By Tammie Painter
My Precious. My Precious.
Like a modern day version of Tolkien’s Gollum, I lurk in the basement stroking my Precious, turning it to make sure it’s happy, and angrily lashing out at anyone who dares to touch it.
But this isn’t a magic ring I’m guarding. It’s my cheese.
That I made myself. Yes, on purpose, not by some refrigeration malfunction.
What sane person makes their own cheese when nearly every grocery store these days carries an amazing selection of artisan cheeses?
It started with wanting to make my own beer. My hometown, Portland, Oregon, is a mecca for microbrews and home brewers. It’s the antidote to our buzzing caffeine frenzy. If a corner in Portland doesn’t have a coffee shop or cart, it has a microbrewery. We’re junkies. And we like to experiment with our own recipes. The problem with making home brew is that so much can go wrong leaving you stuck with gallons of lame beer. And since my husband would rather drink seawater than beer (I know, what’s wrong with him?) I would be left drinking bad beer for a long, long time. Even I don’t like beer that much.
But, like a nerdy kid dreaming of a chemistry set for Christmas, I wanted to concoct some type of unique creation in my kitchen.
While wistfully scanning through a home brew website I discovered a link to cheese making. I was bewildered and intrigued. It’s a true testament to our modern culture that I had no idea people could make cheese at home. Yes, I knew the blocks of delicious goodness came from cows and goats and other cute farm critters. But I’d been going to visit the Tillamook Cheese Factory since I could remember, and a giant gleaming factory was where I believed all cheese came from. As I read more about the process, the do-it-yourselfer in me thought, “I could totally do that.” And since my husband gladly eats cheese, I figured any mistakes I made could be shared.
I sent away for the kit that day.
My first attempt at cheese making was a mozzarella “anyone can make in 30 minutes.” Result? Complete failure. I got it right the next time, but this “simple” recipe continues to be my cheese nemesis with about half the batches failing. I figured simple was too remedial for my biology and chemistry training and flipped the pages in the recipe book directly to the intermediate cheeses.
Let me describe the final results of my cheese labors to explain why I suffer the torture of cheese making. I’m not normally one to brag, but any store-bought Parmesan you eat is complete poo compared to the stuff I make. Mine is cheese heaven – same with the Gouda, the pepper jack and the Romano. My homemade cream cheese and ricotta are so divine I never buy them in the store anymore.
The downside of this creamy deliciousness? It takes freaking forever. You can’t imagine how damn long it takes to heat two gallons of milk at a low setting. Due to the necessary chemistry of the milk, and the workings of the ingredients added, you can’t heat the milk quickly, and it can take almost an hour to get to the proper temperature. An hour! And that’s just the first step. The sanity saver after this hour is a 45-minute break while the cheese sets, but then, the real work begins. You cut, you heat again, you stir, you stir, and you keep stirring or puppies and kittens will die. With certain cheeses, you can be stuck at the stove for four hours. I find a bottle of wine helps immensely with the boredom.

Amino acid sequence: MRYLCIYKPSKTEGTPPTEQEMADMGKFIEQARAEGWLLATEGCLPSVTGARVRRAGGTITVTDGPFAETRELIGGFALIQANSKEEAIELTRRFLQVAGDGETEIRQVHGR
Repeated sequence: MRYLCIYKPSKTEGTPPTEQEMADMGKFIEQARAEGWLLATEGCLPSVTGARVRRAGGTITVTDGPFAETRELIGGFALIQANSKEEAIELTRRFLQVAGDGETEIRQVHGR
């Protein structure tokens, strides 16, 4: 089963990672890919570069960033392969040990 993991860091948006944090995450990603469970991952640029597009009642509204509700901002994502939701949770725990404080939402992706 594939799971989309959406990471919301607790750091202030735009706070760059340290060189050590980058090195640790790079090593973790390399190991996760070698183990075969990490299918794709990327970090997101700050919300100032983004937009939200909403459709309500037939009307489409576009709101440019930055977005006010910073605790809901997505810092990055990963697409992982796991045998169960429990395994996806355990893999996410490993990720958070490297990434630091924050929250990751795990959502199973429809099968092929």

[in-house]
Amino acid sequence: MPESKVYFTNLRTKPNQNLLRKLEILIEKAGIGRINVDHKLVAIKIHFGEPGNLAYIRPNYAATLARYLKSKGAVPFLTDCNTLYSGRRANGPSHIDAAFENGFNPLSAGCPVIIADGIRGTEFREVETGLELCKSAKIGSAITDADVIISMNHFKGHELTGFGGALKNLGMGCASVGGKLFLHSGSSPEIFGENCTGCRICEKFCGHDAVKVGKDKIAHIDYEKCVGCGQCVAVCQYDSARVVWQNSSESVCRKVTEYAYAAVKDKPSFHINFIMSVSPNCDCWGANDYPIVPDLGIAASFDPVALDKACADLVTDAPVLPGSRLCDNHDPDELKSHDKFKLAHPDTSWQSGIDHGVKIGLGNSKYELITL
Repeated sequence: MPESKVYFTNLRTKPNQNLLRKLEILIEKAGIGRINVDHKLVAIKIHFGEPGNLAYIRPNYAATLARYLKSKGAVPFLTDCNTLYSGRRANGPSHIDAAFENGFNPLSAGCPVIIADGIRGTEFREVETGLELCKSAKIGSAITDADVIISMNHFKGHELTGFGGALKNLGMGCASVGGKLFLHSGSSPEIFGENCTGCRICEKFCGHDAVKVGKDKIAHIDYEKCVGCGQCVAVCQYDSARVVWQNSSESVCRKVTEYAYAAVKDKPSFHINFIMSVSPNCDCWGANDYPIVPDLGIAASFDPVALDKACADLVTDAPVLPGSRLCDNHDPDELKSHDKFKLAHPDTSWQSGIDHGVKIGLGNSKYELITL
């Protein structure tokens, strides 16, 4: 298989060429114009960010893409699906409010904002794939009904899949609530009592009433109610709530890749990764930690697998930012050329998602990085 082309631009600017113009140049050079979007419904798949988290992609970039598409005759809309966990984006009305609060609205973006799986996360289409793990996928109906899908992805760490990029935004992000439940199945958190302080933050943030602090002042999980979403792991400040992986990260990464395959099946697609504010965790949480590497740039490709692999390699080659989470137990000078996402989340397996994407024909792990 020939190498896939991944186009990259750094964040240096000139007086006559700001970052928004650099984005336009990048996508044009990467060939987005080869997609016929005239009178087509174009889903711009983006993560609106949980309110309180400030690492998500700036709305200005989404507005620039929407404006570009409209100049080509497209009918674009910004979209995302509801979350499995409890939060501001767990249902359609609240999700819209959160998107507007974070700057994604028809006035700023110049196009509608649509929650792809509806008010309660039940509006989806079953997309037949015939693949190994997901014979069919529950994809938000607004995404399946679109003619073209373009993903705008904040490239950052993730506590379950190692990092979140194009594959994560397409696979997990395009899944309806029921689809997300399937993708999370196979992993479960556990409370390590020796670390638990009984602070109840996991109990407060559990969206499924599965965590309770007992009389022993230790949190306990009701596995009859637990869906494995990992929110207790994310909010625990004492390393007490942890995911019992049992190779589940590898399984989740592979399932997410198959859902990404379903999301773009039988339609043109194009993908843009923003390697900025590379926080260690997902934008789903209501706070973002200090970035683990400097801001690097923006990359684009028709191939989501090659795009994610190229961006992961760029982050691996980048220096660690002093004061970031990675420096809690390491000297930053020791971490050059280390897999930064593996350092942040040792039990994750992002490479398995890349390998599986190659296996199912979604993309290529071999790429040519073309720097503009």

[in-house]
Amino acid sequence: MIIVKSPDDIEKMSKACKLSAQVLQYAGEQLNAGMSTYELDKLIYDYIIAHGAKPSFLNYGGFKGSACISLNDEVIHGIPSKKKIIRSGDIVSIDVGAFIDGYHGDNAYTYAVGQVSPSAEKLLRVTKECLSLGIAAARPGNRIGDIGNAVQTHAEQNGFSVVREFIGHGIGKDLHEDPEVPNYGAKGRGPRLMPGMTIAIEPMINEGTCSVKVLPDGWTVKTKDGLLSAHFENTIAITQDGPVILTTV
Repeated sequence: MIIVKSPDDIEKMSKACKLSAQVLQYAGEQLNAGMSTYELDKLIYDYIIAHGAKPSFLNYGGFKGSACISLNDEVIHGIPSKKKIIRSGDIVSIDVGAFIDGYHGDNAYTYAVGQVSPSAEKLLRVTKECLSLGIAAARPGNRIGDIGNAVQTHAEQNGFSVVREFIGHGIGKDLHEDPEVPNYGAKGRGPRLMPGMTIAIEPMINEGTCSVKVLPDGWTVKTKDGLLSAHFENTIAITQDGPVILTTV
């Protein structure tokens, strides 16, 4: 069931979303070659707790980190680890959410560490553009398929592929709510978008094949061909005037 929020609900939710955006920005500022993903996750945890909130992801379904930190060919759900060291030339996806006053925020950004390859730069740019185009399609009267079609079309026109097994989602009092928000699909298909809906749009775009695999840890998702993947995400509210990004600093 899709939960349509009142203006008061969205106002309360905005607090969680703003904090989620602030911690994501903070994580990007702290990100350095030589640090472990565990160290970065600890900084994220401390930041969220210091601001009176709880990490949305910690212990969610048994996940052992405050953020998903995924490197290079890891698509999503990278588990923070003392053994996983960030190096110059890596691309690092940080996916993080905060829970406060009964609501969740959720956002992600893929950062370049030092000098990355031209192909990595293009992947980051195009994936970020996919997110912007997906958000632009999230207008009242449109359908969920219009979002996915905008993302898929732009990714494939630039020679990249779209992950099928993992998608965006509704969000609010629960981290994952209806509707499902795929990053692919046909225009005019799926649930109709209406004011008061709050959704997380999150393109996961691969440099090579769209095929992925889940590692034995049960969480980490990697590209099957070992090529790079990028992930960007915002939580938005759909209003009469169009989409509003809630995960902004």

Then there’s more waiting as the cheese is pressed. I don’t have a true cheese press and instead stack our collection of hand weights like a cheesy Tower of Babel. And, not having a proper draining board, this process of squeezing the cheese juice out ends up being a chaotic mess. Luckily the dog is an expert at cleaning cheese juice off the floor.
Do I get to relax as the cheese air-dries? Nope. This step involves a full on battle to keep the cats from licking my precious hunk of hardened milk. Finally, the day comes when I get to slap a coat of wax over the cheese and send it down to the basement to age. My husband hates this step. After seeing me in the kitchen for days he has the ridiculous notion that he is going to get something fabulous on his plate. Wrong. Instead, he gets a dirty look and a command to go order some pizza because I’m too sick of the kitchen to cook a damn thing for the next week.
My cheeses have to age from 3 to 12 months. That’s 3 to 12 months of family asking me if the cheese is ready yet, and 3 to 12 months of checking my Precious for cracks in the wax and turning it weekly to ensure the moisture settles properly. During this time, no one is allowed to move my cheese, or even look at my cheese the wrong way. It’s my Precious, after all.
After months of being slave to the cheese, there’s a thrill when I finally get to open the wax to reveal my Precious to the world. A small slice is cut off, and my husband and I tentatively take a nibble – even after doing this for years we still fear food poisoning from leaving a dairy product on the pantry shelf for a year. The nibble becomes a bite and the worried looks turn into nods of pleasure as we both cut off another chunk. The Precious is a success. And pretty damn delicious.